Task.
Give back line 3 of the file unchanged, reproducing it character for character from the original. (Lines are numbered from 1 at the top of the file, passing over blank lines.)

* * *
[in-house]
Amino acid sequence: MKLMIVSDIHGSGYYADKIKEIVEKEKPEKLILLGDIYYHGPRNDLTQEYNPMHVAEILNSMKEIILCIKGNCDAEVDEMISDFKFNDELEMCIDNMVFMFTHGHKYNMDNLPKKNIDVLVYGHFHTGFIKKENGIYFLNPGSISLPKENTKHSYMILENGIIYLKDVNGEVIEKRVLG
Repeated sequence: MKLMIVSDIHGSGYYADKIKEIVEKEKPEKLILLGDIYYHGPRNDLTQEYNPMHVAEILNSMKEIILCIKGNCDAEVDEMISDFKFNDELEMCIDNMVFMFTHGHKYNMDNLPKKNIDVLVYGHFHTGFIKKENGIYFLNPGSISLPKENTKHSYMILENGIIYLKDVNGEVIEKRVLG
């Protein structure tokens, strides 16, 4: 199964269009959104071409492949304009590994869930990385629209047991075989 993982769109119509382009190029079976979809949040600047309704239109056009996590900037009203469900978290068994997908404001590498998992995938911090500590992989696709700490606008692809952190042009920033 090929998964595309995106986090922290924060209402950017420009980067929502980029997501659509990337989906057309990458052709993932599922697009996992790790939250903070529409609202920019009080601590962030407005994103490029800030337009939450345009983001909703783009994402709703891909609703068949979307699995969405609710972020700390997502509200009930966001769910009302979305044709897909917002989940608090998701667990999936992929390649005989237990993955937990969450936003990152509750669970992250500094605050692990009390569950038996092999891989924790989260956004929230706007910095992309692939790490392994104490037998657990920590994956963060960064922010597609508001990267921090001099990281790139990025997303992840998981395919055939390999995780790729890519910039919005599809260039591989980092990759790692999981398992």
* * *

Repeated sequence: MKLMIVSDIHGSGYYADKIKEIVEKEKPEKLILLGDIYYHGPRNDLTQEYNPMHVAEILNSMKEIILCIKGNCDAEVDEMISDFKFNDELEMCIDNMVFMFTHGHKYNMDNLPKKNIDVLVYGHFHTGFIKKENGIYFLNPGSISLPKENTKHSYMILENGIIYLKDVNGEVIEKRVLG